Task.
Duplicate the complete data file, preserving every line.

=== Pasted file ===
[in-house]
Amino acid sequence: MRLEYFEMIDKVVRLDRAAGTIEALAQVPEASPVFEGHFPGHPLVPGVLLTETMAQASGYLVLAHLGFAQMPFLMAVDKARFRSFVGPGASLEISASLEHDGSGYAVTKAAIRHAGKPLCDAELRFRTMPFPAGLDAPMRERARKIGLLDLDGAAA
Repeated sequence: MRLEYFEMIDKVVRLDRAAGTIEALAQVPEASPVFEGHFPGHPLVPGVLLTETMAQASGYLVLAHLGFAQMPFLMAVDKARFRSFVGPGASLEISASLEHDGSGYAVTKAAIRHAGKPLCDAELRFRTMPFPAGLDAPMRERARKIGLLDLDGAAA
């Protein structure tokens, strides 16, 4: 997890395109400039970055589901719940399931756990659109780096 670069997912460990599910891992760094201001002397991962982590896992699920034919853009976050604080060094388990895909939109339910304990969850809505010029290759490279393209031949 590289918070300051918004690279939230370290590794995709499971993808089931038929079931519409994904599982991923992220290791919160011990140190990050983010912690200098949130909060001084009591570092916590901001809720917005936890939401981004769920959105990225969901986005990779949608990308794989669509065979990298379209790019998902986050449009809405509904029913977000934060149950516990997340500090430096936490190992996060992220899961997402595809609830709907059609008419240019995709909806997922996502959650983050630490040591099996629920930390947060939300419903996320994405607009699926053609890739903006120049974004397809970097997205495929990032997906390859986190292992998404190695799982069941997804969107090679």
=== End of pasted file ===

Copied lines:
[in-house]
Amino acid sequence: MRLEYFEMIDKVVRLDRAAGTIEALAQVPEASPVFEGHFPGHPLVPGVLLTETMAQASGYLVLAHLGFAQMPFLMAVDKARFRSFVGPGASLEISASLEHDGSGYAVTKAAIRHAGKPLCDAELRFRTMPFPAGLDAPMRERARKIGLLDLDGAAA
Repeated sequence: MRLEYFEMIDKVVRLDRAAGTIEALAQVPEASPVFEGHFPGHPLVPGVLLTETMAQASGYLVLAHLGFAQMPFLMAVDKARFRSFVGPGASLEISASLEHDGSGYAVTKAAIRHAGKPLCDAELRFRTMPFPAGLDAPMRERARKIGLLDLDGAAA
């Protein structure tokens, strides 16, 4: 997890395109400039970055589901719940399931756990659109780096 670069997912460990599910891992760094201001002397991962982590896992699920034919853009976050604080060094388990895909939109339910304990969850809505010029290759490279393209031949 590289918070300051918004690279939230370290590794995709499971993808089931038929079931519409994904599982991923992220290791919160011990140190990050983010912690200098949130909060001084009591570092916590901001809720917005936890939401981004769920959105990225969901986005990779949608990308794989669509065979990298379209790019998902986050449009809405509904029913977000934060149950516990997340500090430096936490190992996060992220899961997402595809609830709907059609008419240019995709909806997922996502959650983050630490040591099996629920930390947060939300419903996320994405607009699926053609890739903006120049974004397809970097997205495929990032997906390859986190292992998404190695799982069941997804969107090679």